WORLD LEADERS ARE MEETING at the U.N. this week, in the wake of Sunday’s historic People’s Climate March — which filled the streets of Manhattan with more than 400,000 people calling for action to curb climate change.
U.N. conference rooms will be filled with ponderous discussions, hard negotiations and perhaps a bit of progress toward a new global treaty to fight what Secretary of State John Kerry has called “the world’s most fearsome weapon of mass destruction.”
The U.N. talks will involve difficult tradeoffs among rich post-industrial nations that have brought the world to the brink, the developing nations such as India and China that are creating record amounts of climate-destroying carbon — and poor nations that have done little to get us into this hot mess.
But there’s one little secret about the issue that brought so many people to New York last Sunday.
When it involves marching in the streets for a cause you believe in, activism can be a ton of fun.
Imagine the scene: You’re surrounded by friendly people of all races and religions, who share the belief that what you are doing in the streets will make a difference on an issue about which you care passionately.
Bands are playing and people swaying. Drummers are drumming and banners are waving. Everywhere you look is color and laughter and a buoyant determination that what you are doing will change the world for the better.
You’re not isolated in front of a TV or computer screen, or stuck in a town where it feels like you’re the only person who understands the threat.
You’re up close and very personal with a throbbing mass of smiling people. It’s a kind of dance, and indeed there are people bouncing along to groups like the jazz ensemble, marching with the group Veterans for Peace, that called itself the Leftist Marching Band.
Good-looking people in colorful outfits are everywhere. Some of them are dressed in polar bear costumes or wearing funny hats. They’re carrying clever signs:
“There’s No Planet B.”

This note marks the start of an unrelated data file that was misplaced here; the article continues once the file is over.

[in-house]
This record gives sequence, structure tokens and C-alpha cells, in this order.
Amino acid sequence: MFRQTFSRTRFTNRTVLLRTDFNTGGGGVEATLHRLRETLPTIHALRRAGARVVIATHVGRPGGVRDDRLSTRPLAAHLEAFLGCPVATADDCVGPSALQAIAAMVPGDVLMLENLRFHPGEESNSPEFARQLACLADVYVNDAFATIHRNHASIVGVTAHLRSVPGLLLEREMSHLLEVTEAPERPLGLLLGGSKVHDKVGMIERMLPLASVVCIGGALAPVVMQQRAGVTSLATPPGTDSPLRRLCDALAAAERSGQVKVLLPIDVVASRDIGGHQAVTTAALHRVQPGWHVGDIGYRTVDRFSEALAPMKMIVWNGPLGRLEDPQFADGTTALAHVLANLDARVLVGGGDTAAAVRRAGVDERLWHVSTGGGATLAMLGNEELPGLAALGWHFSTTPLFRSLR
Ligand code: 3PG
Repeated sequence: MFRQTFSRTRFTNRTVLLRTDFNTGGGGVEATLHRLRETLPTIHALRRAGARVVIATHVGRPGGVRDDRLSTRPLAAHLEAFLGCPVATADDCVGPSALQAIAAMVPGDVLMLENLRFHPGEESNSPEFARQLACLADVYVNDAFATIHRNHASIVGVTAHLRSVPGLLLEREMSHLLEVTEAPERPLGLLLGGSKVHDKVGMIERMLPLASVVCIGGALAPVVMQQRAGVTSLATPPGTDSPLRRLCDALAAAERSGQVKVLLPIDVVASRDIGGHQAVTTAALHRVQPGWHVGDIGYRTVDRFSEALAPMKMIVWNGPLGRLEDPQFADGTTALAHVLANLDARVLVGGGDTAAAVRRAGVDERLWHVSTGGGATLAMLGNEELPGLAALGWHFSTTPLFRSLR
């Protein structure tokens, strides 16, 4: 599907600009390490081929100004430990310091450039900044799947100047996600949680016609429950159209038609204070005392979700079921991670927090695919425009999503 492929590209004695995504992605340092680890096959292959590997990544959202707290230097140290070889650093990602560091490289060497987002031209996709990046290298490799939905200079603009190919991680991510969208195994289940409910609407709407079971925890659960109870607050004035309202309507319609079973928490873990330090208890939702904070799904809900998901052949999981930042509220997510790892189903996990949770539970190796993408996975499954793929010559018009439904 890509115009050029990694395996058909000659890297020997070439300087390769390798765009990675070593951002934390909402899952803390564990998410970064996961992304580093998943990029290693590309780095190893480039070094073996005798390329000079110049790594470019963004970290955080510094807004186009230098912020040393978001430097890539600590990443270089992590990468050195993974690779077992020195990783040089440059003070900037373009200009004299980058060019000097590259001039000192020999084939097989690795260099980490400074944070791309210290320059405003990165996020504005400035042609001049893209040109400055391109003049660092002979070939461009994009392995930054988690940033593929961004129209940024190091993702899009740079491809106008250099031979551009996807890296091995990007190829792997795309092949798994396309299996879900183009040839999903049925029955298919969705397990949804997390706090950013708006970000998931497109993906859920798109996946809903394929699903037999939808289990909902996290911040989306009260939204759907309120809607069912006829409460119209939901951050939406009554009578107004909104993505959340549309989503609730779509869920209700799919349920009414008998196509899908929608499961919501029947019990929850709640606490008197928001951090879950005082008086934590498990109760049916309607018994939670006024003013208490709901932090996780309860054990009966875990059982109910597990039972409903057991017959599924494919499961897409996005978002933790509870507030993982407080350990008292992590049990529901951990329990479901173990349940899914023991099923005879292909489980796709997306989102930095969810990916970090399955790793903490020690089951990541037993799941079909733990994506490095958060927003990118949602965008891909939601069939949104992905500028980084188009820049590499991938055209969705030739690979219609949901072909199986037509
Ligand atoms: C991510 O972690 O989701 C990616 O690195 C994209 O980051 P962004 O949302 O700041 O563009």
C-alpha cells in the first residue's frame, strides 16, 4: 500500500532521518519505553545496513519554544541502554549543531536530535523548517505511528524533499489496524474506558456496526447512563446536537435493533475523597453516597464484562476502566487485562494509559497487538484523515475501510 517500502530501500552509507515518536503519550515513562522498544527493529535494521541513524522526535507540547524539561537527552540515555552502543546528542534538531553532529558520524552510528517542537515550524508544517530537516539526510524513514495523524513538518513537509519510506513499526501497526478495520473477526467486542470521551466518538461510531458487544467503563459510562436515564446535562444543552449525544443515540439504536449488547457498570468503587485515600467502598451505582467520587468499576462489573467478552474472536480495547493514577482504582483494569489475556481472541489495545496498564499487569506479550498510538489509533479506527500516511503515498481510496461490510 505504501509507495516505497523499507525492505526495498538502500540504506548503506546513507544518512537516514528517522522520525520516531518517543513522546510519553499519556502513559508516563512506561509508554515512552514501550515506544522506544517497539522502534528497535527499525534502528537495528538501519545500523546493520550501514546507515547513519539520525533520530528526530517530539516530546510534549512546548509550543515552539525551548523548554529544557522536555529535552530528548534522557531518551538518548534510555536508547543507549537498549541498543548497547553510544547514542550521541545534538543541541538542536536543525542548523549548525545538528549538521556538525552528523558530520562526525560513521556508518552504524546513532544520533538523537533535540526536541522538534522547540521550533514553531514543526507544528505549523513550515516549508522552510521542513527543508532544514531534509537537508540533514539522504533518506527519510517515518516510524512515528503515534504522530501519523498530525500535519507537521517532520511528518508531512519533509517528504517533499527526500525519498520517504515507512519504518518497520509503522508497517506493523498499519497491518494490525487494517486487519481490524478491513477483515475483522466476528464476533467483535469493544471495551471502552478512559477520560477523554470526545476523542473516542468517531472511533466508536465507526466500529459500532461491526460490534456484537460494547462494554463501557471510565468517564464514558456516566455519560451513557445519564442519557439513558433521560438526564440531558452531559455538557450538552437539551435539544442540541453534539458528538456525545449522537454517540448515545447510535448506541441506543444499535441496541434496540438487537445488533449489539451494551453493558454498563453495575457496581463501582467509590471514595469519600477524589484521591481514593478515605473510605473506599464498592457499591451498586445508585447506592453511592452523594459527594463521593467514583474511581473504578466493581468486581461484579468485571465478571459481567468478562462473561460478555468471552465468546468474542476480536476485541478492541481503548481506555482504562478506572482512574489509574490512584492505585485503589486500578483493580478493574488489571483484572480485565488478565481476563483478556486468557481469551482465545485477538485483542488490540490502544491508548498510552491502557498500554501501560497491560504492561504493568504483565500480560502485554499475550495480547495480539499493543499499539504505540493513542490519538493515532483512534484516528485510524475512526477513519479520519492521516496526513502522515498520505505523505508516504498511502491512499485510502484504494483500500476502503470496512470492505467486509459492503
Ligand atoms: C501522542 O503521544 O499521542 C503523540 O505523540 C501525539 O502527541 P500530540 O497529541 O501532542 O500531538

“Save the Humans”
“Renewable is Doable.”
“We Are > Fossil Fuels. Divest Now.”
“Don’t Frack with Us.”
“Solar Spares Polar Bears.”
Sunday’s event was called the People’s Climate March. But for a couple of hours there was no marching. We stood there talking and chanting but barely moving because for 50 blocks, there were people everywhere, too many to move.
When the march finally began to shuffle forward and onto Columbus Circle, we encountered TV cameras and a giant video screen. We could see ourselves on the screen – and also images from scores of similar marches held all over the planet last Sunday, from New Delhi and London to Jakarta and Melbourne.
Among the old friends I bumped into in that massive crowd, one in particular stood out.
Surfing the crowd, moving from one cluster to another, I heard a woman’s voice shout out my name. I turned to see May Boeve.
May is a Middlebury College alum and an old friend.
But she’s not just any alum. She’s a cofounder of 350.org and today serves as its executive director. She’s one of many women who have taken prominent leadership roles to fight climate change.
May had been interviewed on CNN that morning. But when we stopped to catch up on the latest, she was just another person out on the street to feel the energy of the march.
We spent a few minutes reminiscing about other events we’d attended, including a rally again New England’s largest coal plant last summer.
The march that stood out most for us, though, was seven years ago.
It began in Ripton at the Robert Frost Wayside and came down the mountain to Middlebury. May and a few others slept in my meadow that night, the first night out on a week-long march to Burlington.
That march culminated in a Burlington rally that drew 1,000 people. At the time it was the largest-ever gathering of people calling for action on global warming.
This past Sunday, a few short years later, May and I stood amid a crowd that was 400 times larger — and was being noticed all over the world.
So when people say large demonstrations don’t make a difference, that corporations and the politicians they own will always prevail, I’ll remind that demonstrations turned the tide for civil rights and against the war in Vietnam – and that we are in the process of doing the same thing today on climate change.
Indeed, the climate change movement takes a lot of cues from the civil rights movement and the Vietnam anti-war movement.
But there’s a different tone to this exploding activism about the climate.
It has less of the somberness that marked the civil rights movement.
It’s also far less angry than the antiwar movement, which was fueled by outrage at the immorality of the war the U.S. waged throughout Southeast Asia.
What stands out about the climate movement is that, for now, it is often joyous and driven, yes, by a bit of anger but also by love of humanity and the planet.
We didn’t come to New York, all 400,000-plus of us, because we hate things.
We were there because we love the planet, and because we expect our leaders to help us save it.
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